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Now get your testing done

Exactly 61 years ago today, Cambridge University scientists James D. Watson and Frances H.C. Crick announced they were sure that the structure of DNA was the double helix — an event “considered by many to be one of the most significant scientific discoveries of the 20th Century.”1

To remember that achievement, anDNA.dayd to honor the completion in 2003 of the Human Genome Project, today continues to be recognized as National DNA Day 2 — a day that “offers students, teachers and the public many exciting opportunities to learn about the latest advances in genomic research and explore what they may mean for their lives.”

There isn’t any better opportunity to explore what this means for our lives as genealogists than getting DNA tested. And one of the key tests for genealogical research is the YDNA test — the father-to-son-to-son type of DNA that tells us about our direct paternal ancestors.3

The particular DNA sequences being looked at in YDNA testing are called short tandem repeats (STRs): patterns of DNA code that form sequences and where the sequences are repeated a number of times at those particular locations on the Y chromosome.4

And beyond those, to really narrow down exactly where a man fits into the human family tree, are the SNPs (single-nucleotide polymorphisms) — “a DNA sequence variation occurring when a single nucleotide … in the genome (or other shared sequence) differs between members of a species.”5

When geneticists first started figuring out where men fit into that human tree, there were only a few big branches — the haplogroups of the Y tree. Then as more and more distinctions were discovered, many through specific SNP tests, the tree kept sprouting more and more branches: specific places out from the main human trunk where clusters of individuals can be reliably placed.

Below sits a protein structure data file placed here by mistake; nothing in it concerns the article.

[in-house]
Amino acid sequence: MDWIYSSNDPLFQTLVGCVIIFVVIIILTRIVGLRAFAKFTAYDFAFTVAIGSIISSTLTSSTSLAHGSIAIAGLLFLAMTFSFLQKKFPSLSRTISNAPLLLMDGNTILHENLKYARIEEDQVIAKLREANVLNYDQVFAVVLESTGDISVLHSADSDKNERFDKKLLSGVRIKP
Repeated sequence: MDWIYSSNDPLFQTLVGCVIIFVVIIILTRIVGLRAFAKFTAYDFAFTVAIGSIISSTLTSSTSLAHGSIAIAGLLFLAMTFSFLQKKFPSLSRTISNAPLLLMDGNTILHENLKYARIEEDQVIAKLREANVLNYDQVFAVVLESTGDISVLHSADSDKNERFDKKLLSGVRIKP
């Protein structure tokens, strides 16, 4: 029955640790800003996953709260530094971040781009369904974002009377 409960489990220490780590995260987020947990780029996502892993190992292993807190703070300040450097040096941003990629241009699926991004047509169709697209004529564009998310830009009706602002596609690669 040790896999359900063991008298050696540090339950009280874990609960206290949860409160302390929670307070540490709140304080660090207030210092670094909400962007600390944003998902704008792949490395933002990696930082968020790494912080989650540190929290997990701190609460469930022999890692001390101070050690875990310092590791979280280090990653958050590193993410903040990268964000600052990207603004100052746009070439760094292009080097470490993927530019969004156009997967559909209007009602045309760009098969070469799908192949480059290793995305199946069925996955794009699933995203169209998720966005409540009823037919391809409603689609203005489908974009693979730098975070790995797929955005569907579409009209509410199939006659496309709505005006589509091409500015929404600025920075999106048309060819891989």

So why is this a topic for today? Because Family Tree DNA, one of the biggest testing companies for YDNA, is going to be rolling out an updated version of the Y tree starting today. There’s a whole webinar to explain it and what it means scheduled for today at noon Central time (1 p.m. Eastern, 11 a.m. Mountain, 10 a.m. Central). You can register for the webinar here and listen in live, or listen in later after it’s posted to the Webinars page of FTDNA’s Learning Center.

The big news is a huge expansion of the tree. Instead of the old roughly 400 branches in that tree, the new tree will have more than 1200 branches — and a lot of the data came from the National Geographic Geno 2.0 project. Listen in — today or later — and learn more.

And — since you could listen in later — why couldn’t this wait until Sunday, when The Legal Genealogist usually writes about DNA? Because there’s a sale starting today on YDNA tests — you can get the 37-marker YDNA test (usually $169) for $135.20 starting today and running only until 11:59 p.m. April 29th (Central time). That’s a 20% discount. And if you want more precision — just where you might fit into that big new Y tree — specific SNP tests for those who’ve already tested are also 20% during the sale.

Not to be outdone on National DNA Day, AncestryDNA is also launching a sale today — for three days only you can get the autosomal (cousin-finder) test from AncestryDNA for $79, discounted from the usual $99. That offer ends at 11:59 p.m. Pacific time on April 27th.

And — sigh — I’m still looking for candidates in some of my YDNA lines. So if you’re a documented male descendant of any Cottrell family of Madison County, Kentucky, or a documented male descendant of the Faure family of Manakin Town, Virginia, let me know. I have a YDNA kit with your name on it… and…


SOURCES

  1. U.S. Senate S. Con. Res. 10, 108th Congress 1st Session (27 Feb 2003).
  2. National Human Genome Research Institute, “National DNA Day” (http://www.genome.gov/ : accessed 24 Apr 2014).
  3. See ISOGG Wiki (http://www.isogg.org/wiki), “Y chromosome DNA tests,” rev. 5 Mar 2014.
  4. ISOGG Wiki (http://www.isogg.org/wiki), “Short tandem repeat,” rev. 20 July 2013.
  5. Ibid., “Single-nucleotide polymorphism,” rev. 10 Mar 2014.
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